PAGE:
Mary Barber (1690-1757 / England)
An Apology Written For My Son To The Reverend Mr. Sampson,
With Joy your Summons we obey,
And come to celebrate this Day.
Yet I, alas! despair to please;
For you require exalted Lays:
And, let me write whate'er I will,
You'll think my Verse deficient still;
Altho' the Task I now decline,
Asks no Assistance from the Nine;
For Nature, better far than Art,
Can paint the honest, grateful Heart.
Heav'n knows how much I rack'd my Head,
(For beaten Paths I scorn to tread)
To tell the Vice--Roy something new,
Who graciously distinguish'd you;
Who had your Merit in his Eye,
When Prelates often pass'd it by.
What Blessings must the People share,
Where Virtue is the Ruler's Care!
Some Lines I wrote; which seem'd so fine,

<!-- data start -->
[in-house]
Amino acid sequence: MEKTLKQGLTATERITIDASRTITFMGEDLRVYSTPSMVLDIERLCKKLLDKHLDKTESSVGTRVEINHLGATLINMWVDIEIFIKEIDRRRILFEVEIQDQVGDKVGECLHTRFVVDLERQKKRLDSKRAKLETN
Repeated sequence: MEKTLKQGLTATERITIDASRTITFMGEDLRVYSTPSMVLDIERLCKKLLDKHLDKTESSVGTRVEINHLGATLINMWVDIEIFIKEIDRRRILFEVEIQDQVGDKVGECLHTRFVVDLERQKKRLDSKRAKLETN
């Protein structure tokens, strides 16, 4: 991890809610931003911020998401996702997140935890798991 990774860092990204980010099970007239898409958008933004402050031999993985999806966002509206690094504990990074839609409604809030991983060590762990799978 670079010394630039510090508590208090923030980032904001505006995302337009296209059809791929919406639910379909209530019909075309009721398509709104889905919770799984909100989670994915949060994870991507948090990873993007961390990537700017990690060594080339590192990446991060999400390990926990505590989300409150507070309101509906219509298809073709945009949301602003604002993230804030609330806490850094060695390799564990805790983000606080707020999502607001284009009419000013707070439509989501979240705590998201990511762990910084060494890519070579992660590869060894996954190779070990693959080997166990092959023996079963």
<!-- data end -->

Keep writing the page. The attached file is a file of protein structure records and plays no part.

My Mother cry'd, ``They can't be thine:
(Alas! there needs but little Care
In Sons, to please a Mother's Ear)
``Maro might own such Lines as these,
``Nor with more Elegance could praise:
``This is the true poetic Fire:
``But such a Subject must inspire:
``What beauteous Images are here!
``Constantia help'd you now, I fear:
``It must be so; you are not able--
Then I by Chance upon the Table
The Birth of manly Virtue spy'd;
So threw my useless Pen aside.
And set my Verses in a Flame,
Nor dar'd to touch the hallow'd Theme:
For there the God his Pow'r displays,
And leaves no Room for mortal Praise.
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